In 2008, Barack Obama won Virginia on his way to a 192-vote margin in the Electoral College, flipping the Old Dominion to Democrats with a 53/47 margin in the state. Now it appears that Obama will not only lose Virginia but may lose the state for Democrats as well. A new Quinnipiac poll shows Virginia voters strongly disapproving of Obama’s job performance, 40/54, with a majority rejecting the idea of a second Obama term:
Voters in Virginia, a key state in President Obama’s 2008 winning coalition, disapprove 54 – 40 percent of the job he is doing, down from a 48 – 48 percent split in a June 30 survey by the independent Quinnipiac (KWIN-uh-pe-ack) University. Obama does not deserve four more years, voters say 51 – 41 percent.
ObamaCare doesn’t get very good marks in this survey, either. A majority of 51% want it repealed, while only 38% want it to stand. Independents almost exactly match the overall on this question at 52/37, but they are a lot less happy with Obama than the general voter population:
Obama’s job approval is plummeting among independent voters, who disapprove 62 – 29 percent, compared to a 54 – 41 percent disapproval June 30. Republicans disapprove 87 – 11 percent while Democrats approve 83 – 13 percent, down from 92 – 5 percent in June. Men disapprove 61 – 36 percent, as women disapprove 49 – 43 percent. White voters disapprove 67 – 28 percent, while black voters approve 83 – 11 percent.
This becomes important not just for Obama’s re-election hopes, but also for the open Senate seat being vacated by Jim Webb’s retirement. Obama could lose Virginia and still win the national election, although it would be more difficult to do so; his problem is that his problems aren’t limited to Virginia. However, Democrats need Tim Kaine to beat former Senator and governor George Allen in order to hold the Senate seat. Right now the Q-poll has Allen and Kaine in a statistical dead heat, 45/44 respectively. However, Kaine will definitely not vote to repeal ObamaCare, while Allen definitely will — and considering that question and the turnout model indicated by a Presidential candidate with these levels of disapproval, Kaine could find himself swamped in Obama’s wake as he plunges underwater.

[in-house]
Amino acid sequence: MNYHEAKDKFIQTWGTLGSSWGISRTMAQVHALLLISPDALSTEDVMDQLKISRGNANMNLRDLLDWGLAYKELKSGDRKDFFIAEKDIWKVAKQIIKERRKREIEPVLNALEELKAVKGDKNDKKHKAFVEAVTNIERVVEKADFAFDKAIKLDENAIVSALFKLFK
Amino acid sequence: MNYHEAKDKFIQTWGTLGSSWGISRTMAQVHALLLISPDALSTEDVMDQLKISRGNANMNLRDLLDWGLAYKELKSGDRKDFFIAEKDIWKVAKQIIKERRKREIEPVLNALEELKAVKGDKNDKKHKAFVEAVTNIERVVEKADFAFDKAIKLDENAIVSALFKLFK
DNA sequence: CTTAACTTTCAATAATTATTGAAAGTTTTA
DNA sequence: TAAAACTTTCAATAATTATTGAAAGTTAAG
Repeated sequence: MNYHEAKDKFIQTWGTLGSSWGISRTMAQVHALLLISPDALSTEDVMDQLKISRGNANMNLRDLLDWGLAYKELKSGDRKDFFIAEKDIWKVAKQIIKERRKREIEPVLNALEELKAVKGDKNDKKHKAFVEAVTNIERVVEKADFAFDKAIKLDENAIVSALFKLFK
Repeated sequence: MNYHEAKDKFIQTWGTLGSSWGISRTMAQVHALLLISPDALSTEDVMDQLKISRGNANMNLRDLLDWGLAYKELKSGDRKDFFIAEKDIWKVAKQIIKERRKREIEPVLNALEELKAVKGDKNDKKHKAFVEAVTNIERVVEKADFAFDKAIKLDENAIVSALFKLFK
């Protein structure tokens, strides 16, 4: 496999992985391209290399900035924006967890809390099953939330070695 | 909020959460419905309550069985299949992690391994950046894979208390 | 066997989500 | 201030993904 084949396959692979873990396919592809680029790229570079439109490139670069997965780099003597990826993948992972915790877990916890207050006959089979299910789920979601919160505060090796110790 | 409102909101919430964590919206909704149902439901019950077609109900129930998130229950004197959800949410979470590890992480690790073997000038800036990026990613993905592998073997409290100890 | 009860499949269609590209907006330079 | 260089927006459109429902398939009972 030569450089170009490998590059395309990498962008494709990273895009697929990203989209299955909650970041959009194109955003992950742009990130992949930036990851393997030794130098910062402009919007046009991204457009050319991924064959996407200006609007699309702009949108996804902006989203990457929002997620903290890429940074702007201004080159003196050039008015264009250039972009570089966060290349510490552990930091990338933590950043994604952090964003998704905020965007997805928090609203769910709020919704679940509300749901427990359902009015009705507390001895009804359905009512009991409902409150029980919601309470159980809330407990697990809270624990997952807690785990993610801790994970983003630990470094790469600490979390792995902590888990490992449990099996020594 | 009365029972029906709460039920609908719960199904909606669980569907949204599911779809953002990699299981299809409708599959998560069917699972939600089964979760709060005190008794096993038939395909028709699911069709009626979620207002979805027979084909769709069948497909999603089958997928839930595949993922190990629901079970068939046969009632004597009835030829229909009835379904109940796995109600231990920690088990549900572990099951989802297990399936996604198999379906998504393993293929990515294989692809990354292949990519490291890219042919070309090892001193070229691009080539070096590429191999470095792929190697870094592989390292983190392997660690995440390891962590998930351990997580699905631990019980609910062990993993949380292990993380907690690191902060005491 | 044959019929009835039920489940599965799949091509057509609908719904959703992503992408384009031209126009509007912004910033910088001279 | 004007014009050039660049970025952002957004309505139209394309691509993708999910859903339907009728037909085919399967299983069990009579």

On the Republican side of the ledger, Rick Perry has taken the lead in another state, although this survey was conducted prior to Monday’s debate. He’s up 25/19 over Mitt Romney, the only other Republican in double digits in a poll that includes Sarah Palin, who came in fourth at 7%. Ron Paul edged her for third at 8%, and Michele Bachmann is now at 5%, in the statistical-noise soup.
In a two-man race, Perry beats Romney in Virginia 43/36 among Republicans. He also gets into a statistical tie with Obama in a general election matchup, 44/42, numbers that look bad for Obama as the well-known incumbent against a new contender; Perry and Obama split independents. Romney edges Obama 44/42 and wins a nine-point advantage among independents. Either way, Obama is in serious trouble in Virginia, and unless the economy starts rapidly improving, it doesn’t look like Democrats have much of a path to victory in November 2012.